Effects of provocation and alcohol on human aggressive behavior

T. H. Kelly, D. R. Cherek, J. L. Steinberg, D. Robinson

Research output: Contribution to journalArticlepeer-review

29 Scopus citations


Effects of provoking stimuli on human aggressive behavior and on the relationship between alcohol and aggressive behavior were measured. Four adult males manipulated pushbuttons that produced points on their own counters (redeemable for money) or ostensibly subtracted points (money) from the counters of fictitious persons described as participating in the same study at other locations. During five 10-min components, frequency and intensity of point subtractions, ostensibly controlled by another person, were manipulated. Each subject was repeatedly exposed to alcohol doses (0.25, 0.5 and 0.75 g/kg of 95% ethanol) over time using a repeated measures design. Aggressive responding was affected by provocation intensity and frequency. The highest dose of alcohol produced selective increases in aggressive responding; however, no interactions between alcohol effects and provocation conditions were observed.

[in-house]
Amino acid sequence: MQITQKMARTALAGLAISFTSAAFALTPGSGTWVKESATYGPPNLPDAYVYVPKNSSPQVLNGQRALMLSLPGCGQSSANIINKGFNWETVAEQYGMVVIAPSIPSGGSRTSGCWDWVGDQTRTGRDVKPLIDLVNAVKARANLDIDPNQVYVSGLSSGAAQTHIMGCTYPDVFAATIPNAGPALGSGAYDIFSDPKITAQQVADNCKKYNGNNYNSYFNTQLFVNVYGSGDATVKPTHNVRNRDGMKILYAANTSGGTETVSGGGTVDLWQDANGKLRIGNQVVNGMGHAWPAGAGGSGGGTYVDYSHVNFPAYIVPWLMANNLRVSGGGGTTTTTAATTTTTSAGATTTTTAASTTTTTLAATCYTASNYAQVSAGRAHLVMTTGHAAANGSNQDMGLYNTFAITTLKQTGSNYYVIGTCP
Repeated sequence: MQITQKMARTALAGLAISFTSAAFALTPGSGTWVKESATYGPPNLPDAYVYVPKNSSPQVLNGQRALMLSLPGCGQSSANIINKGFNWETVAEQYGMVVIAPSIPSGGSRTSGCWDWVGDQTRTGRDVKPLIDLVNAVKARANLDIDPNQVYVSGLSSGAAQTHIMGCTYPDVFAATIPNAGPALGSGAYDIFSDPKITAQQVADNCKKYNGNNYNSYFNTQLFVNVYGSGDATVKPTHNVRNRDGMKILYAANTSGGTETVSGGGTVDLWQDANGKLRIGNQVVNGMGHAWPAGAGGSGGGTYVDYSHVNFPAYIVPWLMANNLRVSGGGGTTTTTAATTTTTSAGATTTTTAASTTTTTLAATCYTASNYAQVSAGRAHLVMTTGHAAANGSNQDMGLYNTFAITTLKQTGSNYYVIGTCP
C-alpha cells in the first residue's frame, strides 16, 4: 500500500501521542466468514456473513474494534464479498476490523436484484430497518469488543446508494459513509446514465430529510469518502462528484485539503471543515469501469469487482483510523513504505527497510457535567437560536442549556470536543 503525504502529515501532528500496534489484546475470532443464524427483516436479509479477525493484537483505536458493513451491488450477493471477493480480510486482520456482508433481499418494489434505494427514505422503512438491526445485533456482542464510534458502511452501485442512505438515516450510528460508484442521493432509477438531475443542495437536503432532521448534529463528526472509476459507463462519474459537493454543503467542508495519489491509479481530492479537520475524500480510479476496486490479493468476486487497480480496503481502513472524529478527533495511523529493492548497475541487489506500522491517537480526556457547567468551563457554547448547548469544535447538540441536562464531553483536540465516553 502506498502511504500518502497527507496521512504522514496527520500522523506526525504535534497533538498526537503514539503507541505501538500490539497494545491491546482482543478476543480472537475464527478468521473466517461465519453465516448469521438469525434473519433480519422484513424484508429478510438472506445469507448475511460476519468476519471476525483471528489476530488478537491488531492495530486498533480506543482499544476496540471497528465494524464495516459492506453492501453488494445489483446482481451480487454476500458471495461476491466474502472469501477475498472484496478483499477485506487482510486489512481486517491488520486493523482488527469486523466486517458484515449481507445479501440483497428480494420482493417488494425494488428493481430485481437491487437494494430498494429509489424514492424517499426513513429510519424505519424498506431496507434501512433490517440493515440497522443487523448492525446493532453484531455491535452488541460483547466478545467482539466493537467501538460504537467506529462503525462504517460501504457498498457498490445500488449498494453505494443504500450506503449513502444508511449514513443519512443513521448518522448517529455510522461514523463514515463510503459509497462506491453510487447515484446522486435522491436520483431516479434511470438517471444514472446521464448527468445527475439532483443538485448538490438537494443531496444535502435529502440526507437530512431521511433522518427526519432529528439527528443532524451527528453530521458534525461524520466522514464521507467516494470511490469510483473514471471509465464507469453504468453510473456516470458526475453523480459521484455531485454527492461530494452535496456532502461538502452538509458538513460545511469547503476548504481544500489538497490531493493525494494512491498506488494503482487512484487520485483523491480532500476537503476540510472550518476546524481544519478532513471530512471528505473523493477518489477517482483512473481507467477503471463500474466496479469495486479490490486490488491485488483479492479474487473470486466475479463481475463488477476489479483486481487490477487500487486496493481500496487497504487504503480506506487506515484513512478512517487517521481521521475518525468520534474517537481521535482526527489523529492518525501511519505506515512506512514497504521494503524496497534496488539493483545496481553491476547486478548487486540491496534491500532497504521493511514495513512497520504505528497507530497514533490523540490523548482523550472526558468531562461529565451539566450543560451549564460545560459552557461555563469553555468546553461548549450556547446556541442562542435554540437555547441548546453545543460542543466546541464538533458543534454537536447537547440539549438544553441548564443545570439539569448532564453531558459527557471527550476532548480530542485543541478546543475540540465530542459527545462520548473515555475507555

Original languageEnglish
Pages (from-to)105-112
Number of pages8
JournalDrug and Alcohol Dependence
Issue number2
StatePublished - May 1988

Bibliographical note

Funding Information:
This research was supported by USPHS grants DA 03166 and DA 05277, and by the Veterans Administration. Drs. W.K. Bickel, M.W. Fischman and R.W. Foltin offered valuable comments on earlier versions of the manuscript.


  • aggressive behavior
  • alcohol
  • humans
  • provocation

ASJC Scopus subject areas

  • Toxicology
  • Pharmacology
  • Psychiatry and Mental health
  • Pharmacology (medical)


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